Well, more or less everything has been exhausted with Cali finishing it up. I’m done.

Susp. chain pushups for me thanks.

Just a general thought on “instability” training, a related point was brought up on a discussion forum. A research study dealing with training on unstable (bosu ball, soft/gooey surfaces) surfaces found that trining on these implements does not increase core activation/stability but rather increases the activation of the periphery muscles as stabilzers.

In reality the “core” is more activated as a stabilzer while training on “stable” surfaces. So, while some may argue for or against I think what we need to remeber is what we are trying to accomplish in training. My personal intuiton says that this makes sense. Instability surfaces are useful in the re-education of dormant periphery muscles which would be a result of coming off on injury where some appendages where immobilized. True “core stability” lies within the concepts of utilizing the many froms of ISOMETRIC training on stable surfaces.

just a thought,
Pete Arroyo

I know that most average folk have screwed up coordination and mobility. For those purposes training with these things is fine. They can also be used for calisthenics, etc. But the bullshit starts when people begin hyping it like it’s a step above everything else.

[quote]Professor X wrote:
Doing push ups on a bosu ball can train you to do push ups during an earth quake…with perfect form.

Is there any other application that free weights couldn’t out-perform? Doubtful. It looks like fun though and I’m betting those balls float like no body’s business in a swimming pool. I want two.[/quote]

At $120 a pop, you would be better served by getting a water noodle lounge chair for $9.95 and 12 cases of beer.

Just my .02 worth.

[quote]Majin wrote:
I know that most average folk have screwed up coordination and mobility. For those purposes training with these things is fine. They can also be used for calisthenics, etc. But the bullshit starts when people begin hyping it like it’s a step above everything else.[/quote]

Thats right. Because everyone knows that kettelbells are a step above everything else.

I’ve had pretty good luck using a bosu ball for rehabbing sprained ankles. Just balancing on one foot (move around on the ball every 30 seconds or minute or whatever so the foot is at different angles) or doing partial 1-legged squats really helped build the strength back up and open up the joint’s mobility.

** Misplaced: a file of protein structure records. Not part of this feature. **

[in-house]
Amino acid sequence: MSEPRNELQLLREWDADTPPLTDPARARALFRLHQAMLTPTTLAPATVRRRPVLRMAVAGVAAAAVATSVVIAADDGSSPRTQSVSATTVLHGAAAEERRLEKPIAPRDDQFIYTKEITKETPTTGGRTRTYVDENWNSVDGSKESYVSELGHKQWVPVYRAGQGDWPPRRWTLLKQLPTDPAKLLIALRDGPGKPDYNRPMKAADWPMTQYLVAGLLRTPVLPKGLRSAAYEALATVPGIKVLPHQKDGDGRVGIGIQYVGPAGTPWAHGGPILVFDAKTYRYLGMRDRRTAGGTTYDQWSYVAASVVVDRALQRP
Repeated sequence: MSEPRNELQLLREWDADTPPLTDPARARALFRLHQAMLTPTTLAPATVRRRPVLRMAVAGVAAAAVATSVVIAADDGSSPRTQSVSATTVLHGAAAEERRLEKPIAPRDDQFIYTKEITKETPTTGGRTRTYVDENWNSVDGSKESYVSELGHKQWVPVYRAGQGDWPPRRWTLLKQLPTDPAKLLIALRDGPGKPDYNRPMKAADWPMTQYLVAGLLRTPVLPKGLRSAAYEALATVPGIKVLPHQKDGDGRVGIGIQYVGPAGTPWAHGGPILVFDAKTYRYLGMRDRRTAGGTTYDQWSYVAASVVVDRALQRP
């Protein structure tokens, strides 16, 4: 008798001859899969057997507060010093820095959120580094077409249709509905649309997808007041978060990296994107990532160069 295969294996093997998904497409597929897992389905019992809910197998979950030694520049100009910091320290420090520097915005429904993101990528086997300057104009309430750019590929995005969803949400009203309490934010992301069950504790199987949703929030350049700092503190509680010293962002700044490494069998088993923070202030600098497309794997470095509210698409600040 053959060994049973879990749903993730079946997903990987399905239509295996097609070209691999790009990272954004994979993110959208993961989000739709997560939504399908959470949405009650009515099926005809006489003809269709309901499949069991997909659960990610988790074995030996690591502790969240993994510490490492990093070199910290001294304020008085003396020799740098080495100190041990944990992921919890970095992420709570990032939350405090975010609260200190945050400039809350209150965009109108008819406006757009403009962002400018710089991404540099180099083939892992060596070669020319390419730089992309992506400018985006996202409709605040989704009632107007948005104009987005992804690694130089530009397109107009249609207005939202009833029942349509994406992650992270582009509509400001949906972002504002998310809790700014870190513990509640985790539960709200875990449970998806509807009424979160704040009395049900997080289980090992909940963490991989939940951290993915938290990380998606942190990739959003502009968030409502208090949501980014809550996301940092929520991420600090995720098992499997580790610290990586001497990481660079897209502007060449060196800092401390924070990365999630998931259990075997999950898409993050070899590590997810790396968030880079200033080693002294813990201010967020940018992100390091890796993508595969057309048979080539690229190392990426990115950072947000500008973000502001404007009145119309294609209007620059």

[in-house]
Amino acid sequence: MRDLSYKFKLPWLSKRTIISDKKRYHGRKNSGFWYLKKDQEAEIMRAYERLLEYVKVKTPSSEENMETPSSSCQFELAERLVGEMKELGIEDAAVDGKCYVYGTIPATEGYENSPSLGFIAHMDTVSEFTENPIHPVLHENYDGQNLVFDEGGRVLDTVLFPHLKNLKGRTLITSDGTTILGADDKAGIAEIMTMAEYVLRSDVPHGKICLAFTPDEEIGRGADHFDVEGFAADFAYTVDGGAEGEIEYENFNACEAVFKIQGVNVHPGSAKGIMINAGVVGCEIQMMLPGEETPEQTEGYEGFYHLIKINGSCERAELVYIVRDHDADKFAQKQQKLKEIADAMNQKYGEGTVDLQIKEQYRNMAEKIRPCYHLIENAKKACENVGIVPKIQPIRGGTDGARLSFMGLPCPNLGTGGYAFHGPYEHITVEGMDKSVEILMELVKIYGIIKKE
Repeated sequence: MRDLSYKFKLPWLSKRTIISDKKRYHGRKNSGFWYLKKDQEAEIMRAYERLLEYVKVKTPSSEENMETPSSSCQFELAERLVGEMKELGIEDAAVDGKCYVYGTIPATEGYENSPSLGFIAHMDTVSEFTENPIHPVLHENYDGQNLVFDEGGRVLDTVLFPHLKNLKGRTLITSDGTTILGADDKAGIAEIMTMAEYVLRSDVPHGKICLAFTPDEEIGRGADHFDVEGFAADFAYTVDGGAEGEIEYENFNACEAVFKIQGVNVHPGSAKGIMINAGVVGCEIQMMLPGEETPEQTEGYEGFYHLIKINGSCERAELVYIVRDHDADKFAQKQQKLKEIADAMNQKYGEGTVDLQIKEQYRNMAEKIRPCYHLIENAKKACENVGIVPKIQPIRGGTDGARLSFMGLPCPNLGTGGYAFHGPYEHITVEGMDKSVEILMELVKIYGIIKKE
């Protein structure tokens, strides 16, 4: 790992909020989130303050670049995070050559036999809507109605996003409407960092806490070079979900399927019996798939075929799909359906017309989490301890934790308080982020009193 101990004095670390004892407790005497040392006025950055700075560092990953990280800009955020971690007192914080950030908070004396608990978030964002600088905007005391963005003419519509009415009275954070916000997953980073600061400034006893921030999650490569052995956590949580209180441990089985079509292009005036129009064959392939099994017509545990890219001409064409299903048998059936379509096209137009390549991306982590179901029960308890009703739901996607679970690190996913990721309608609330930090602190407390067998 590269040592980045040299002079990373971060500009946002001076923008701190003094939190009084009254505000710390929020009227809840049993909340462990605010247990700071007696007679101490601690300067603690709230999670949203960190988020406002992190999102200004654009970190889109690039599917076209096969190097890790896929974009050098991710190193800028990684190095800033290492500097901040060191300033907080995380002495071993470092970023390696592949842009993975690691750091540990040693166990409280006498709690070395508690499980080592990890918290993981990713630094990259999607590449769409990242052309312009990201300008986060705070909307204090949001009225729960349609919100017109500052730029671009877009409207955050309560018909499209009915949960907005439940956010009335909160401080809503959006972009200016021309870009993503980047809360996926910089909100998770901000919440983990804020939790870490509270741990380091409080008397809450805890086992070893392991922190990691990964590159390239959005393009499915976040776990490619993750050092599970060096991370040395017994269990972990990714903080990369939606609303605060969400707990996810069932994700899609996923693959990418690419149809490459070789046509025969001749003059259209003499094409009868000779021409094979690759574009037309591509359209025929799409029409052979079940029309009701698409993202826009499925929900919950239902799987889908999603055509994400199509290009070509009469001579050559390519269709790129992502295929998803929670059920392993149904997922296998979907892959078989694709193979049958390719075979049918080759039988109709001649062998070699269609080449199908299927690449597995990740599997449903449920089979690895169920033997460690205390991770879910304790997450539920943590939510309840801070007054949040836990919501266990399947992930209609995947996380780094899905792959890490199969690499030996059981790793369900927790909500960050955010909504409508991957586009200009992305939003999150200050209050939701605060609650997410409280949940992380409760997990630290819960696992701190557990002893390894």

Just my $.02,
Jay

Before you jump down this guys throat, you might want to check this out.

This video is of Phil Pfister, worlds strongest man. You will notice the inclusion of both a bosu and stability balls in his workouts.

You might want to check this one out also. I don’t really buy into all the stuff this guy does, but two of those guys, Tommy Rowlands and Joe Heskett are the number 1 ranked wrestlers in the united states at heavy weight and 163lbs respectively.

I think with any of this stuff if you use it as a tool, in it’s proper place and time, it can be very valuable. The problem is when people start forming mini cults with this stuff and become known as the stability ball guy, the bosu guy, and the I’m too bad ass to use any of that crap guy.

It is a lot like the “I don’t do any direct arm work guys”. You could sure build a house with just a hammer and saw, but you can build a much nicer house if you use all the tools available.

Granted, the ball and bosu probably only consist as small part of Pfisters workout (he was pulling something like 700lbs for reps in dead), but he still uses them.

For the record, I am a trainer in Princeton New Jersey and I can attest to the Bosu Abuse that I see every day. In fact, some of the crap I see would make the average member of T-Nation throw up. I have seen guys doing single leg, bent over dumbbell flyes while standing on an upside down bosu.

I personally am sickened by this more than the average guy here because everyday that type of crap takes money out of my pocket because it is the in thing to do and it works your “core” and develops “balance”.

I refuse to buy into that bullshit and I pay a price for it since people who want that crap will go elsewhere for it, even though in my opinion 90% of that shit is worthless and even dangerous.

But, I still encorporate some Bosu and ball work into my sets in addition to dips, lunges, chinups, squats, and pushups.

Like I said, there is a proper time and place for most things in training, part of being good is being able to recognize when that time is.

Thanks,
Mike

[quote]SkyzykS wrote:
I could see using it as a sex prop. Putting it under a womans belly and hitting that booty from a couple different angles would be cool, but only once in a while.

[/quote]

This is the only good idea in this thread!